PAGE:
This year's California almond crop looks like it will set a record after all, the federal government has projected.
The National Agricultural Statistics Service estimated late last week that 2.1 billion pounds would be harvested this year, up from the initial projection in May of 2 billion pounds.
That first estimate, based on a telephone survey of growers, put the crop at less than last year's record 2.03 billion pounds. The second figure relied on measurement of developing almonds and nudges 2012 into first place.
The actual figure will depend on conditions during the harvest, which will start in August.
The agency announced the projection at the Modesto headquarters of the Almond Board of California. It is closely watched by the industry because of its possible effects on prices for the nuts.
Almonds are second only to milk in gross farm income in the Northern San Joaquin Valley.
The world has gone nutty for California almonds, as consumers gobble up all the state produces. More than 70 percent of the state's crop is exported.
And despite concerns from some growers about overproducing, the sellers of California almonds aren't flinching at the huge crop estimated by the U.S. Department of Agriculture.
"Our only concern is on the supply side, we want to make sure we can keep up with demand," said Richard Waycott, president and CEO of the Almond Board. "We have had such incredible growth in virtually all of our markets around the world."
Exports to China, South Korea and the Middle East grew by double digits from August 2011 to May 2012, up 18 percent over that period last year, with China and Hong Kong the largest export markets.
Research showing almonds are a healthy snack is helping fuel California almond sales, as is the emerging middle class in countries such as China and Russia.
"These are foods that the average consumer did not have before," Waycott said. "And now that they can afford it, they are relishing the ability to buy them."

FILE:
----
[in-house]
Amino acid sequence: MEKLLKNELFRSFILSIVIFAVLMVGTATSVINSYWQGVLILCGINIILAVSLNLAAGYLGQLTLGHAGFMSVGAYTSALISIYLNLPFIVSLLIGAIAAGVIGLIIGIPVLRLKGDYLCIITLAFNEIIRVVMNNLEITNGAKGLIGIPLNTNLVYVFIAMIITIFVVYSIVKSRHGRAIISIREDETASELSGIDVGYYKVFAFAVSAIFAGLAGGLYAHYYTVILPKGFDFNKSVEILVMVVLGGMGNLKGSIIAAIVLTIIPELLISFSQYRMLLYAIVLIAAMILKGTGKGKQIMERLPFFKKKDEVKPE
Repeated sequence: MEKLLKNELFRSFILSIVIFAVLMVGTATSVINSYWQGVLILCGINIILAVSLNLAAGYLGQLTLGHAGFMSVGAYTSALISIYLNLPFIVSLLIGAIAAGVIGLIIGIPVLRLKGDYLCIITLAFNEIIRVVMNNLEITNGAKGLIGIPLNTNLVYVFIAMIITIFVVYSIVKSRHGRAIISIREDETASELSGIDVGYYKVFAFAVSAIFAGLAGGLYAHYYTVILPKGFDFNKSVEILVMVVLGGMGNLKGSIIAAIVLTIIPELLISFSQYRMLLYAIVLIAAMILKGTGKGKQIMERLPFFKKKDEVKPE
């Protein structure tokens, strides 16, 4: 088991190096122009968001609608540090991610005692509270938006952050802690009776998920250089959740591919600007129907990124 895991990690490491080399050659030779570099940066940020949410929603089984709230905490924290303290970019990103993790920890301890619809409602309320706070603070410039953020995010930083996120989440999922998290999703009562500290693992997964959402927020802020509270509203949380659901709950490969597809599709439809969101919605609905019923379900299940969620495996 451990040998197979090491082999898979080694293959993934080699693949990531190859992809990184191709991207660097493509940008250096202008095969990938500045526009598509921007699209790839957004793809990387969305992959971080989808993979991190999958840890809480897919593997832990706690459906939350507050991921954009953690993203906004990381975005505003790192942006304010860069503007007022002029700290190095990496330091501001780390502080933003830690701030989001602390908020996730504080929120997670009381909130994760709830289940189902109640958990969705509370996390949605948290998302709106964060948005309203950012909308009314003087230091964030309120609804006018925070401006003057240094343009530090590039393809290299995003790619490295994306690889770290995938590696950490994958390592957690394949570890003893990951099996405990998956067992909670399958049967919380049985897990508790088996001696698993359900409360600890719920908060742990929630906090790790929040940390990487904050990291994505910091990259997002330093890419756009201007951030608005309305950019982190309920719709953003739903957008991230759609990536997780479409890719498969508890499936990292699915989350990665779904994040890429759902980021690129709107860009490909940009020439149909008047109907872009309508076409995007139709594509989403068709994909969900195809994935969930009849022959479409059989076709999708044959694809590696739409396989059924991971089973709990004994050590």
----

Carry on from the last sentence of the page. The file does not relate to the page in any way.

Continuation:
Having made inroads in several major worldwide markets, the Almond Board is not resting on its laurels. This August, it is setting its sights on untapped markets, including Brazil.
Waycott said Brazil has what the almond industry wants: an established middle class, familiarity with almonds and a large confectionery industry.
"There are 200 million people who we could be selling to," Waycott said.
Daniel Sumner, a professor of agricultural economics at the University of California at Davis, said that despite the already large output, California almonds have great growth potential.
"This is not like cotton or apples, where there is already a mature market for the product," Sumner said. "The average consumption of almonds worldwide is relatively puny, so as the industry gets more efficient and continues to market, there is going to be plenty of room to expand tree-nut consumption."
Some growers are skeptical about how the industry can sustain the current rate of growth.
"I just hope this doesn't turn out like the housing market," said Madera almond grower Alex Lehman. "What we don't want to see is for the economy to crash and for people to stop buying."
Lehman farms several hundred acres of almonds.
Ballico almond processor Dave Long admits that in the 1980s, he, too, was concerned the industry was getting too big.
"When we hit the 500-million-pound mark, I didn't think we were going to be able to sell the crop," said Long, owner of Hilltop Ranch in Ballico. "But look at us now. Over the last 10 years, we have seen compounded growth of nearly 10 percent each year."
As of May 31, shipments of the 2011 crop and 2010 carryover were up 15 percent compared with a year earlier, according to the Almond Board.